Short Stories, Irish literature, Classics, Modern Fiction, Contemporary Literary Fiction, The Japanese Novel, Post Colonial Asian Fiction, The Legacy of the Austro-Hungarian Empire and quality Historical Novels are Among my Interests

Tuesday, May 25, 2010

Five Modern No Plays by Yukio Mishima

Five  Modern No Plays by Yukio Mishima (1957, trans. and introduced by Donald Keene, 199 pages)

I am becoming increasingly convinced that one of the defining characteristics of the Japanese novel (and I think there is more to this concept than just the language) is an assumption that the audience for the novels will be familiar with the conventions of various types of Japanese theater.   One of the first Japanese novels I read was Yukio Mishima's The Sailor Who Fell From Grace with  the Sea.    If you merely look at this as purely European novel the plot line is cliched and the characters are not fully developed.    When I stepped back and came to see this as a novel that assumes the ritualized and representational features of classical Japanese theater I was able to see the brilliance in the work.    After reading Kenzaburo Oe's Somersault I read a number of the Amazon and Goodreads reviews.    Many said the characters are not well developed and seem almost like cartoon figures.  Somersault is also, in part, a theatrical novel which assumes a familiarity with the conventions of Japanese theater.   This knowledge is not something arcane that only professors would understand , it is (or maybe better said now was) part of the common culture of the Japanese novel reader.

A year ago or so when I read my first Japanese novel I was just looking for some new to me good books.   Then I moved on to looking for the best of  the Japanese novel.  Now I am trying to understand the Japanese novel as a cultural entity.  That is why I was very happy when I saw this book in a local bookstore.   Donald Keene, the translator  and author of the very informative and well written introduction,  deserves much of the credit for opening up Japanese literature to the English language world through his translations of many books and through the scholars and translators he educated and inspired in nearly 50 years as a professor.    Yukio Mishima (1925 to 1970)   is on all lists of best five Japanese novelists.   One of the themes of his work is the destruction of traditional Japanese culture through the defeat in WWII and the subsequent total adoption of the values of consumerism by most Japanese.    Mishima felt deeply enough about his views to commit ritual suicide in support of them.

Each of the five plays in this book could be performed or read in an hour or so.   The plays have from three to ten characters.    The actors' lines in the plays range from one line to paragraph long dissertations.    Some of the plays border on the drama of the absurd (they probably owe a lot to  the post WWII French theater) and others are simple encounters.   The essential action in the first drama in the collection comes from the conversation of a man who claims to be a poet and a very old woman (she claims to be 99) who says she was once a great beauty.  It is up to the reader to decide if they are what they say they are.  Some of the lines have a brilliant epigrammatic quality that made me read them several times.    I would love to see these performed though the odds of that are pretty low.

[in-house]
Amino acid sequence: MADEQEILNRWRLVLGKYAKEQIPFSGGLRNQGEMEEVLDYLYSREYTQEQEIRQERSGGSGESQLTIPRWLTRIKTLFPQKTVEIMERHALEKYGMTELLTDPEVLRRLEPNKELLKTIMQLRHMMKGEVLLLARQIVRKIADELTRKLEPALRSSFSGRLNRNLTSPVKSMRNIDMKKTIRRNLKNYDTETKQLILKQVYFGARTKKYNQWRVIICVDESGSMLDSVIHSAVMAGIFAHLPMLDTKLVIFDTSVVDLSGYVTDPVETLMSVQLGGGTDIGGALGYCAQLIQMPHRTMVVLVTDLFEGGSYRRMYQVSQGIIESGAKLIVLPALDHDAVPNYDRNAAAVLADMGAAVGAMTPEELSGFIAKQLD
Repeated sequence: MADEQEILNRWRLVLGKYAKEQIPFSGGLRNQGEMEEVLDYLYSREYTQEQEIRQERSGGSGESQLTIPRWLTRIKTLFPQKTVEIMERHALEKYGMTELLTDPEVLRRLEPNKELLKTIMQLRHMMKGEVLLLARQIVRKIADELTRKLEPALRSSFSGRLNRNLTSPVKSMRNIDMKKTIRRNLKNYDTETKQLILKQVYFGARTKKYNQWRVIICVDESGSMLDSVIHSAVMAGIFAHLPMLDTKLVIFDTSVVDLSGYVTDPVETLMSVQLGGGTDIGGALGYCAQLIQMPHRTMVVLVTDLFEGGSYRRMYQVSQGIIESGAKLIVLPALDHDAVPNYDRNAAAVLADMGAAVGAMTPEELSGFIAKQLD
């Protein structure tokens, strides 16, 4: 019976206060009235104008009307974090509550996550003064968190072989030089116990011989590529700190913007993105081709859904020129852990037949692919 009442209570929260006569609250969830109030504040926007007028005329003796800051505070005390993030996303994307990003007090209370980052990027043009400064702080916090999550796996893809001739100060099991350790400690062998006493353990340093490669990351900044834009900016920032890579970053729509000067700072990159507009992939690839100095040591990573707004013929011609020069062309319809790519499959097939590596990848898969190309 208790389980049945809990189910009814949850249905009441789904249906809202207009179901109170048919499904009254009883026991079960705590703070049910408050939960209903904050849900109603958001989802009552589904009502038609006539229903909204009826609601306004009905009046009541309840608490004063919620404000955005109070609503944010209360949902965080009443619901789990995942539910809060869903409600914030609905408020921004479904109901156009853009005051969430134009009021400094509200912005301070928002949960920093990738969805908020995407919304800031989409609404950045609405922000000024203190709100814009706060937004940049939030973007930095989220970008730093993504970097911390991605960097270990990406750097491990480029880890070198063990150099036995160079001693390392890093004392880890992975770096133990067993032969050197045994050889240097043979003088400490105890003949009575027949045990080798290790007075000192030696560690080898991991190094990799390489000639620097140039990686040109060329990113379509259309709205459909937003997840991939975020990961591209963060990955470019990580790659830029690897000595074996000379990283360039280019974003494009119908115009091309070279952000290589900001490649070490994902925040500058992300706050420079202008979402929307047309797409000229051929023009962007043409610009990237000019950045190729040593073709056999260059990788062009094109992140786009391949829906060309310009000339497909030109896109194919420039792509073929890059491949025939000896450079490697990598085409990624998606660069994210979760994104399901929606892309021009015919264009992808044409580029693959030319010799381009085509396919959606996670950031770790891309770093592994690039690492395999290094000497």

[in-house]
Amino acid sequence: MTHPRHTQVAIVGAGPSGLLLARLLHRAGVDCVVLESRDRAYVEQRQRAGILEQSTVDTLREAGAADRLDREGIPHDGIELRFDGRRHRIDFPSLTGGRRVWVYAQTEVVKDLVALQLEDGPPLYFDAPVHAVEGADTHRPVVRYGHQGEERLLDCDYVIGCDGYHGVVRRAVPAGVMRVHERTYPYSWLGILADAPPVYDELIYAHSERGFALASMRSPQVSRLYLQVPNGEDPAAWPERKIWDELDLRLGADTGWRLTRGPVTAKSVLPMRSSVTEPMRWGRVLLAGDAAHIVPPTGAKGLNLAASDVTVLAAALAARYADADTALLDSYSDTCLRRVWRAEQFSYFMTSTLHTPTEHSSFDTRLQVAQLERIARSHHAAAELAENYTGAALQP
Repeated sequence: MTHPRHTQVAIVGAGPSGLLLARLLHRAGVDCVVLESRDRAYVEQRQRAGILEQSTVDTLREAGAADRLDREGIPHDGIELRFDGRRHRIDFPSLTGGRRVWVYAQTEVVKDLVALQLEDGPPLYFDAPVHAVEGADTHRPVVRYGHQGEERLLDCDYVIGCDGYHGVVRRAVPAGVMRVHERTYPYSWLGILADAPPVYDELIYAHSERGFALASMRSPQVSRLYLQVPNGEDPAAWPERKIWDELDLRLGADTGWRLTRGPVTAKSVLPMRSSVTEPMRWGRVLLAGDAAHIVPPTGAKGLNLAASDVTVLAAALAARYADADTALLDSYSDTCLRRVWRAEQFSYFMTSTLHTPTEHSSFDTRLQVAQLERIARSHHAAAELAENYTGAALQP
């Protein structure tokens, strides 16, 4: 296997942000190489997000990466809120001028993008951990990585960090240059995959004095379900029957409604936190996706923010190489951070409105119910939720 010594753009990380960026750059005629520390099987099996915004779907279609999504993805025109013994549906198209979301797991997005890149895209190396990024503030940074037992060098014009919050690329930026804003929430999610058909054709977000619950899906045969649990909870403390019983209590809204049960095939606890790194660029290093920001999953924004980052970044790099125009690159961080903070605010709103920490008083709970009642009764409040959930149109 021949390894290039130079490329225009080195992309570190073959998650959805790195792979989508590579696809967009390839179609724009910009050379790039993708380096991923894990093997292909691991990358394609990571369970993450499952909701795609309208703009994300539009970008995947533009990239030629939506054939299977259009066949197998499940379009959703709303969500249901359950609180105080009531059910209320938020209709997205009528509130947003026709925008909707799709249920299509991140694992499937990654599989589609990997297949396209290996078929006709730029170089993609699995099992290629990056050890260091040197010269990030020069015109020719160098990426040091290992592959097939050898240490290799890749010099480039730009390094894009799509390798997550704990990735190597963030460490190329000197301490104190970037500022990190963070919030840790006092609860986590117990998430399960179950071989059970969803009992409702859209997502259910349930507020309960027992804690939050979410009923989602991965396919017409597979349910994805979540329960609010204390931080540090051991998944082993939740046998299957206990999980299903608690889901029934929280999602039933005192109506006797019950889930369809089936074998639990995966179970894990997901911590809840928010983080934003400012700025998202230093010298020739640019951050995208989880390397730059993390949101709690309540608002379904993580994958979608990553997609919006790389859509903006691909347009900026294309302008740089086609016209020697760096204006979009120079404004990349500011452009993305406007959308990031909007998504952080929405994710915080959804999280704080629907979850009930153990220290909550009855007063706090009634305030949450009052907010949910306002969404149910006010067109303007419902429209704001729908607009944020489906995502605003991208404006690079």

I recommend this book to devotees of Mishima (which I have now become also), those who want to acquire a bit of the cultural background to more deeply appreciate the Japanese novel  and to those interested in modern drama.   I am grateful to Vintage International Press for keeping in print so many of  Mishima's works.     There is convincing biographical evidence in the form of reports from multiple sources that Mishima can be listed as a GLBT author.   There are it appears 13 novels in print from Vintage and three collections of plays.   One of  the plays is entitled "My Friend Hitler".    I hope to eventually read all of his translated works.

Here is a link to some more Japanese posts

Mel u


Fred said...

Thanks for the reference to and review of _Five Modern No Plays_ by Mishima. I wasn't aware of them.

They sound interesting. I have read a number of his novels, but I didn't know about the No plays. Considering his concerns and reverence for Japan's cultural past, it seems appropriate that he should create No plays.

Bookphilia said...

Crazy! I just picked this book up over the weekend. Can't wait to read it!

Suko said...

What an interesting review! I am eager to read more Japanese literature. It may take Bellezza's JLC to get me back on track!

me. said...

I've got this book to read,i remember going to see a production of Hanjo many years ago,that also included a performance of the original by Zeami,which gave any excellent contrast between the original and Mishima's modern adaption,thanks for the review.